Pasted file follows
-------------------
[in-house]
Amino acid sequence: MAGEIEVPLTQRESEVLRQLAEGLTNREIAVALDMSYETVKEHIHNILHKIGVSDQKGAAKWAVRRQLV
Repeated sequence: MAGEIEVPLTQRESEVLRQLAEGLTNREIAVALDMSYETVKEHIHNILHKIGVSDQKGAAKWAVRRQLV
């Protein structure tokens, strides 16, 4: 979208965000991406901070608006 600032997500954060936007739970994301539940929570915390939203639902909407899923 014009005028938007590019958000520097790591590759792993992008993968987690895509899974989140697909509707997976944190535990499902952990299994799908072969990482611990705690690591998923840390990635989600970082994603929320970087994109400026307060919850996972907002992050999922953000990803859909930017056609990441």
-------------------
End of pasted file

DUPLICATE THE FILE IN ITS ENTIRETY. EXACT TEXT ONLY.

[in-house]
Amino acid sequence: MAGEIEVPLTQRESEVLRQLAEGLTNREIAVALDMSYETVKEHIHNILHKIGVSDQKGAAKWAVRRQLV
Repeated sequence: MAGEIEVPLTQRESEVLRQLAEGLTNREIAVALDMSYETVKEHIHNILHKIGVSDQKGAAKWAVRRQLV
């Protein structure tokens, strides 16, 4: 979208965000991406901070608006 600032997500954060936007739970994301539940929570915390939203639902909407899923 014009005028938007590019958000520097790591590759792993992008993968987690895509899974989140697909509707997976944190535990499902952990299994799908072969990482611990705690690591998923840390990635989600970082994603929320970087994109400026307060919850996972907002992050999922953000990803859909930017056609990441």